Northwick Park Hospital in Harrow, north-west London A pensioner bled to death after a spelling mistake meant blood intended for her during an operation was sent back.
Irmgard Cooper, 85, died at Northwick Park Hospital in Harrow, north-west London, as blood supplies were severely delayed.
In addition, the surgeon had not been told no blood supplies were available during the operation until he was carrying out the procedure on May 7 last year.
By the time replacement supplies arrived, Mrs Cooper, who lived in Hayling Island, Hampshire, had lost all her blood and she died on the operating table, the Brent and Kilburn Times reported.
The German-born mother of two, who had three grandchildren and had been married to husband Raymond for 62 years, had undergone an operation to repair a large bulge in the main artery to her heart.
Coroner Andrew Walker found gross failings in the effort to provide blood at a critical time when it was already known that supplies would be required, the report said.
A serious incident investigation report by the hospital found that Mrs Cooper died from serious blood clotting difficulties, cardiovascular collapse and haemorrhage, and that the delay in giving blood caused her death.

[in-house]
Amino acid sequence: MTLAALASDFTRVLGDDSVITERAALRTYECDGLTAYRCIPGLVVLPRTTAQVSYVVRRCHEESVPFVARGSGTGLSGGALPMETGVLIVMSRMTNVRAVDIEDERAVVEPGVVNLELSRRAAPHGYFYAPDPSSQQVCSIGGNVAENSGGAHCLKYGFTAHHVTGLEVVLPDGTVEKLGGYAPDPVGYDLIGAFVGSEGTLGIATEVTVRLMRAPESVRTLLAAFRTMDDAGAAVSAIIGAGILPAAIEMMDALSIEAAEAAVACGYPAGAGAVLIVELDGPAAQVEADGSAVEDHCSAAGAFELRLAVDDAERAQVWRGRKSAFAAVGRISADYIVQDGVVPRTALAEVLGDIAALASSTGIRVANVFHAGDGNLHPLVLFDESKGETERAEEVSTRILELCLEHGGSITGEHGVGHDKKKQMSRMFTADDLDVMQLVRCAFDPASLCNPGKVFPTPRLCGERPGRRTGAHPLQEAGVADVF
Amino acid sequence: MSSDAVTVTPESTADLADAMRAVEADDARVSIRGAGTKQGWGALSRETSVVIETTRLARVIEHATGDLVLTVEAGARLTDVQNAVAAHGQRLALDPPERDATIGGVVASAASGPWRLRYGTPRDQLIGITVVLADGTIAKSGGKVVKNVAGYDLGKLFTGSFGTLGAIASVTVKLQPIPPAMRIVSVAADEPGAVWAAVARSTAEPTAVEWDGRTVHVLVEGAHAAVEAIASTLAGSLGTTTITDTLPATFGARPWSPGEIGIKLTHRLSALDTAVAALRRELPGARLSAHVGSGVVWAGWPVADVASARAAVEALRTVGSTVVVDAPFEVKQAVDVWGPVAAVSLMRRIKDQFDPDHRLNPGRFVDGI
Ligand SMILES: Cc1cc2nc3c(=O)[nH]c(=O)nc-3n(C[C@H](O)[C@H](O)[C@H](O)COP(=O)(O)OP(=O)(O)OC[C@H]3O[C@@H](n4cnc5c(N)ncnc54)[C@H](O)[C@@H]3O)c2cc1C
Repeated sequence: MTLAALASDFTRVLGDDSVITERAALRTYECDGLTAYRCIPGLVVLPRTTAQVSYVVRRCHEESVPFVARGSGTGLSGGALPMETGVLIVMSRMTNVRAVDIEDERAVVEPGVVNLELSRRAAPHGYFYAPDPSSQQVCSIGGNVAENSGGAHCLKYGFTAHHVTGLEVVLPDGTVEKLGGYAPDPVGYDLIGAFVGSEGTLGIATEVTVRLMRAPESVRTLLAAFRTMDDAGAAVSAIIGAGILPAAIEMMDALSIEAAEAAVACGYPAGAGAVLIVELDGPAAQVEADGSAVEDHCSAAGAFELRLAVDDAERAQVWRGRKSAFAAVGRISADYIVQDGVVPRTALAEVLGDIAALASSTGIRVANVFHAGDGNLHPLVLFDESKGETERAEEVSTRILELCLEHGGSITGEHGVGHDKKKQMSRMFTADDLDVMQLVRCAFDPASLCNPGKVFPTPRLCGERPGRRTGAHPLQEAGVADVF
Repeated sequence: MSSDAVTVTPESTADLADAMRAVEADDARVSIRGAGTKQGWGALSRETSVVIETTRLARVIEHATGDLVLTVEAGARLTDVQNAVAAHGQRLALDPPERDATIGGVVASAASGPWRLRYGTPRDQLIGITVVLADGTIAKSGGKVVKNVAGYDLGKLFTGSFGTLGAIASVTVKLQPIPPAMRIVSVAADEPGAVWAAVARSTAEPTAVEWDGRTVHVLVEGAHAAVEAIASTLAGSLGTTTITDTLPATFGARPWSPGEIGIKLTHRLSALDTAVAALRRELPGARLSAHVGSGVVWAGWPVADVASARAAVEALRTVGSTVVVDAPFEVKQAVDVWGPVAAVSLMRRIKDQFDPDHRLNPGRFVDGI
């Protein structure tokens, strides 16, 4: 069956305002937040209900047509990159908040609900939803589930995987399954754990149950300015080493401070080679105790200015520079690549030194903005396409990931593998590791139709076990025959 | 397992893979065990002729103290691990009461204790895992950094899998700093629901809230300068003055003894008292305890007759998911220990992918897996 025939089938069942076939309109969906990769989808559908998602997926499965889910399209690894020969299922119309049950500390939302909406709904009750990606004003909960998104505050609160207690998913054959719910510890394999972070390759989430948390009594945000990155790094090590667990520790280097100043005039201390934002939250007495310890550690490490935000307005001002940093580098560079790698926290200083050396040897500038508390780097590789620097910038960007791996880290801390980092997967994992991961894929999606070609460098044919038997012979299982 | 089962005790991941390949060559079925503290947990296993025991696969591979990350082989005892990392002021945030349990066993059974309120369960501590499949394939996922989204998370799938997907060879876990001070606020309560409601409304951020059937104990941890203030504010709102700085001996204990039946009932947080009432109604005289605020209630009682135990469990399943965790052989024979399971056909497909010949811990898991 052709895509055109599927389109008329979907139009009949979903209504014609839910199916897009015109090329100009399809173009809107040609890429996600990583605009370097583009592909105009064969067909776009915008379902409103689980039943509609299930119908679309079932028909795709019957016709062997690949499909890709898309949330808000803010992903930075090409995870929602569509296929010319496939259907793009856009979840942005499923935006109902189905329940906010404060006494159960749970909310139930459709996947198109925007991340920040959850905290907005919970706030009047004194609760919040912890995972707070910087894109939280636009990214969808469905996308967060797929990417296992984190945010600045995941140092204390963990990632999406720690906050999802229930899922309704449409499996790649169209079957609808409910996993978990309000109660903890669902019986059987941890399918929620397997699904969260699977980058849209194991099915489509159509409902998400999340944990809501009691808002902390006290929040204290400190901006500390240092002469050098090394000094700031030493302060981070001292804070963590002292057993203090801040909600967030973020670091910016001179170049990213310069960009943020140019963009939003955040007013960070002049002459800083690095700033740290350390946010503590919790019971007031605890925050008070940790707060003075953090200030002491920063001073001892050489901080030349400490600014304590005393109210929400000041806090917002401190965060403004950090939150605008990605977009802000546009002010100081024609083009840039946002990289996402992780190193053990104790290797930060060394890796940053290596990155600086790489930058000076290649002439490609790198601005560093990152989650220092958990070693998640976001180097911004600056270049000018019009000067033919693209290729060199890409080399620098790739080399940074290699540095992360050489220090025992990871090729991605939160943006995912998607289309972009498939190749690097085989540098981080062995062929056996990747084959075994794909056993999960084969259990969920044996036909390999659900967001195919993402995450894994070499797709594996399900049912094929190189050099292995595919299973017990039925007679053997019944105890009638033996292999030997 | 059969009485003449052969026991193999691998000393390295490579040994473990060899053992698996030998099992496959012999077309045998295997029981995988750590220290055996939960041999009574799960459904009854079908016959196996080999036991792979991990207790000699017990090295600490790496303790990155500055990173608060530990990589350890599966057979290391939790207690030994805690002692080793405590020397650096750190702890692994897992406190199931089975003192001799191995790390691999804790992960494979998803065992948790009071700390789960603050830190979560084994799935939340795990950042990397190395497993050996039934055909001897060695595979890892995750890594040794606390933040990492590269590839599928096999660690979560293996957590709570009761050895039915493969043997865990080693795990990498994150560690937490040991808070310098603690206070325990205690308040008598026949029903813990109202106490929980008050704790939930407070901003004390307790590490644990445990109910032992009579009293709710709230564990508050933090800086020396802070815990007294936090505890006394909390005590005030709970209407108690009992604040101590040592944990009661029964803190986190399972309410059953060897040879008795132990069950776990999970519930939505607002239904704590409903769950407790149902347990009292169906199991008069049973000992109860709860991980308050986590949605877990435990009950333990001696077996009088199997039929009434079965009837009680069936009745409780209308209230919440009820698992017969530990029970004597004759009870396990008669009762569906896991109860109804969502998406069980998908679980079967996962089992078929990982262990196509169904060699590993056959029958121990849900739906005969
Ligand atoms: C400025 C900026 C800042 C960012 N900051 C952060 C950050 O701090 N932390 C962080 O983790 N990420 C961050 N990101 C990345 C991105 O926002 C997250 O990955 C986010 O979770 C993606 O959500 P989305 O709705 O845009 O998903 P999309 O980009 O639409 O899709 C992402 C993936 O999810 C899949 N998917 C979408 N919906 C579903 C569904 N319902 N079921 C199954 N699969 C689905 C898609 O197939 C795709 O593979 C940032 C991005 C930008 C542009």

He daughter, Lorraine Booker, told the newspaper: “My father has suffered from nightmares over my mother’s death ever since. We just feel very let down and betrayed by the hospital for a death that should never have occurred.”
When she was taken to intensive care to see her mother, she was “lying in a pool of blood, which was running off the bed” and the “floor was drenched in blood”, Mrs Booker said.
Renu Daly, from medical negligence specialists Hudgell Solicitors, who is acting on behalf of the family, said: “The first error was the mis-spelling of the patient’s name on the blood sample.
“The lack of communication between the anaesthetist and the surgeon over the absence of blood was the second error.
“Mrs Cooper was effectively dead from the time she arrived in intensive care. She was already suffering from catastrophic internal bleeding, which meant death was inevitable.”
Jacqueline Docherty, the chief executive of London North West Healthcare NHS Trust, said: “I would like to offer my sincere condolences to the family of Irmgard Cooper and say how sorry I am for what happened.
“We accept the coroner’s verdict. Prior to the inquest, the trust undertook a full internal investigation, and has implemented systems to ensure that incidents of this nature do not occur again.”